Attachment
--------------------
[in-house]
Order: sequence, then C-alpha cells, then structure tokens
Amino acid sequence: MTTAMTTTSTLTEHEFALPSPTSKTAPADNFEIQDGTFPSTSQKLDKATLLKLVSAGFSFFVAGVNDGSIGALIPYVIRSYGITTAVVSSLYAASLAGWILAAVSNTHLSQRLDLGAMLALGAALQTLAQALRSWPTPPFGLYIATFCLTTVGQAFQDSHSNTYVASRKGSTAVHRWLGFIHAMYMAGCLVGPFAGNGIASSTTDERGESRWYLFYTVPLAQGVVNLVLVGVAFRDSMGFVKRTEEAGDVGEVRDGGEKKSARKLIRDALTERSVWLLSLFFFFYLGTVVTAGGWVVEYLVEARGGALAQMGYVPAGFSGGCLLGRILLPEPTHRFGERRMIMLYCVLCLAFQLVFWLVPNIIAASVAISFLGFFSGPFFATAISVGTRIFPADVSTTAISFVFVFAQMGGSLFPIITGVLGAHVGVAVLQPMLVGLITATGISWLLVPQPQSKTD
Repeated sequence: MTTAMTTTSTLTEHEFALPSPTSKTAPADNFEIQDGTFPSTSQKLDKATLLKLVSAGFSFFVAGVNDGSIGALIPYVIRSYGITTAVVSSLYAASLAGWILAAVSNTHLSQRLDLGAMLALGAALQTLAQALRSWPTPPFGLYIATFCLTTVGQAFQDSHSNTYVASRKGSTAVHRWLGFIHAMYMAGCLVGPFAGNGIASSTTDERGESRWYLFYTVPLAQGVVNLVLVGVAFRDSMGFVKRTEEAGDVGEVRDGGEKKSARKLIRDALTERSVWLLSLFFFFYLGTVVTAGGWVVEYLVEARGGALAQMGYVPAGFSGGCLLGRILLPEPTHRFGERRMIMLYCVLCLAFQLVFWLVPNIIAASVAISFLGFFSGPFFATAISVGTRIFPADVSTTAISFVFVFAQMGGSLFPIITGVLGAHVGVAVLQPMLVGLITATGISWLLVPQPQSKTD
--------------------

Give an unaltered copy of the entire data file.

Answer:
[in-house]
Order: sequence, then C-alpha cells, then structure tokens
Amino acid sequence: MTTAMTTTSTLTEHEFALPSPTSKTAPADNFEIQDGTFPSTSQKLDKATLLKLVSAGFSFFVAGVNDGSIGALIPYVIRSYGITTAVVSSLYAASLAGWILAAVSNTHLSQRLDLGAMLALGAALQTLAQALRSWPTPPFGLYIATFCLTTVGQAFQDSHSNTYVASRKGSTAVHRWLGFIHAMYMAGCLVGPFAGNGIASSTTDERGESRWYLFYTVPLAQGVVNLVLVGVAFRDSMGFVKRTEEAGDVGEVRDGGEKKSARKLIRDALTERSVWLLSLFFFFYLGTVVTAGGWVVEYLVEARGGALAQMGYVPAGFSGGCLLGRILLPEPTHRFGERRMIMLYCVLCLAFQLVFWLVPNIIAASVAISFLGFFSGPFFATAISVGTRIFPADVSTTAISFVFVFAQMGGSLFPIITGVLGAHVGVAVLQPMLVGLITATGISWLLVPQPQSKTD
Repeated sequence: MTTAMTTTSTLTEHEFALPSPTSKTAPADNFEIQDGTFPSTSQKLDKATLLKLVSAGFSFFVAGVNDGSIGALIPYVIRSYGITTAVVSSLYAASLAGWILAAVSNTHLSQRLDLGAMLALGAALQTLAQALRSWPTPPFGLYIATFCLTTVGQAFQDSHSNTYVASRKGSTAVHRWLGFIHAMYMAGCLVGPFAGNGIASSTTDERGESRWYLFYTVPLAQGVVNLVLVGVAFRDSMGFVKRTEEAGDVGEVRDGGEKKSARKLIRDALTERSVWLLSLFFFFYLGTVVTAGGWVVEYLVEARGGALAQMGYVPAGFSGGCLLGRILLPEPTHRFGERRMIMLYCVLCLAFQLVFWLVPNIIAASVAISFLGFFSGPFFATAISVGTRIFPADVSTTAISFVFVFAQMGGSLFPIITGVLGAHVGVAVLQPMLVGLITATGISWLLVPQPQSKTD